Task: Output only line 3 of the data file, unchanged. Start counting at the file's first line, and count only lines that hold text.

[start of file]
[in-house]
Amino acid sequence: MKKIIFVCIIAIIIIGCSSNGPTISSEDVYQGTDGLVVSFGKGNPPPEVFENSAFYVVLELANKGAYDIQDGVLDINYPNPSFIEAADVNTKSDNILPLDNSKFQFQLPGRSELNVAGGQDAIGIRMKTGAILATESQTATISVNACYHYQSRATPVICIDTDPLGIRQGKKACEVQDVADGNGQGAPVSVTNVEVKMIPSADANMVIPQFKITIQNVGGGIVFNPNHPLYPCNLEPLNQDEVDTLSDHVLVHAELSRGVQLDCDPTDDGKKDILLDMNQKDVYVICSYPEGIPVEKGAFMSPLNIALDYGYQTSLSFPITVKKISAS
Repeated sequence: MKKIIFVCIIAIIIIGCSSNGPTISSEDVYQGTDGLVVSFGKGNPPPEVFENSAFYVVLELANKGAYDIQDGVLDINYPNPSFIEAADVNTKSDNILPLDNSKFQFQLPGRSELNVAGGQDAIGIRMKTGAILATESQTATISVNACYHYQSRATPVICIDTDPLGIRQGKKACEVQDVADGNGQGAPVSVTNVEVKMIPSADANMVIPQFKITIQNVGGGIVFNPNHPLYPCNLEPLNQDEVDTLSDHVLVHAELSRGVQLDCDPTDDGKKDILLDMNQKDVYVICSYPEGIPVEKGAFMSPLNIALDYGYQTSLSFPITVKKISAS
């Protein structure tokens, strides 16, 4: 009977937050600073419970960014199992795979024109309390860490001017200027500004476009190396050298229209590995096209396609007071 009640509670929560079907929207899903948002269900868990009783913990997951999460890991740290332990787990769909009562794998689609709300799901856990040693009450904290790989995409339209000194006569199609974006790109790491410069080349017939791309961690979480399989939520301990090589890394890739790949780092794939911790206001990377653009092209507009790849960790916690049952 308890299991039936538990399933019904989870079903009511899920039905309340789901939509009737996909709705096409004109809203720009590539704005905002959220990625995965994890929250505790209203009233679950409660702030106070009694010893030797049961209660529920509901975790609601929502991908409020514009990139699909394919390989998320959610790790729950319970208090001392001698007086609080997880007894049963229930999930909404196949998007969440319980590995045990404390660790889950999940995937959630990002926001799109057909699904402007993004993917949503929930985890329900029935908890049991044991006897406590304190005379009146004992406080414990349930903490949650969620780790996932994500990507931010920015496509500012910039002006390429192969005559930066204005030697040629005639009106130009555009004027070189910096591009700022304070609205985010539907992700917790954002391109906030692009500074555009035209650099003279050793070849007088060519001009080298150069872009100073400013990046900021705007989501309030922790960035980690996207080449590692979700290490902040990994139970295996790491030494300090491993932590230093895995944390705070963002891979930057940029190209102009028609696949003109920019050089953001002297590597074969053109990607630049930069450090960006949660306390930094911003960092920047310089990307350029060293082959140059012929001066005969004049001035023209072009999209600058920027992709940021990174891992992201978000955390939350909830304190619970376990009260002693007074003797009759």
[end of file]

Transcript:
Repeated sequence: MKKIIFVCIIAIIIIGCSSNGPTISSEDVYQGTDGLVVSFGKGNPPPEVFENSAFYVVLELANKGAYDIQDGVLDINYPNPSFIEAADVNTKSDNILPLDNSKFQFQLPGRSELNVAGGQDAIGIRMKTGAILATESQTATISVNACYHYQSRATPVICIDTDPLGIRQGKKACEVQDVADGNGQGAPVSVTNVEVKMIPSADANMVIPQFKITIQNVGGGIVFNPNHPLYPCNLEPLNQDEVDTLSDHVLVHAELSRGVQLDCDPTDDGKKDILLDMNQKDVYVICSYPEGIPVEKGAFMSPLNIALDYGYQTSLSFPITVKKISAS